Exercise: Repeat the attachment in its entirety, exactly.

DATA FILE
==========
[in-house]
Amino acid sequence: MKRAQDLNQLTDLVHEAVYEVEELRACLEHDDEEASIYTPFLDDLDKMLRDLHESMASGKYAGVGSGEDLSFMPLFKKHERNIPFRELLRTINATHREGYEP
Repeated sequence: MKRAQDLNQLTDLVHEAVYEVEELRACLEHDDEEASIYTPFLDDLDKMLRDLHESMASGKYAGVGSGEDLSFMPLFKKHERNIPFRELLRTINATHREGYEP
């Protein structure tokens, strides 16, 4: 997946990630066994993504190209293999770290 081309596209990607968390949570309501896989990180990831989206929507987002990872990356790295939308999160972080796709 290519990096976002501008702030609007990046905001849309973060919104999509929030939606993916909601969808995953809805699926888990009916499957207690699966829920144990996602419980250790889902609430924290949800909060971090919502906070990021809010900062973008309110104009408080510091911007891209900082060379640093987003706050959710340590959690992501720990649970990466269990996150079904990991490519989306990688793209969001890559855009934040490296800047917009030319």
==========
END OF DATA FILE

[in-house]
Amino acid sequence: MKRAQDLNQLTDLVHEAVYEVEELRACLEHDDEEASIYTPFLDDLDKMLRDLHESMASGKYAGVGSGEDLSFMPLFKKHERNIPFRELLRTINATHREGYEP
Repeated sequence: MKRAQDLNQLTDLVHEAVYEVEELRACLEHDDEEASIYTPFLDDLDKMLRDLHESMASGKYAGVGSGEDLSFMPLFKKHERNIPFRELLRTINATHREGYEP
């Protein structure tokens, strides 16, 4: 997946990630066994993504190209293999770290 081309596209990607968390949570309501896989990180990831989206929507987002990872990356790295939308999160972080796709 290519990096976002501008702030609007990046905001849309973060919104999509929030939606993916909601969808995953809805699926888990009916499957207690699966829920144990996602419980250790889902609430924290949800909060971090919502906070990021809010900062973008309110104009408080510091911007891209900082060379640093987003706050959710340590959690992501720990649970990466269990996150079904990991490519989306990688793209969001890559855009934040490296800047917009030319």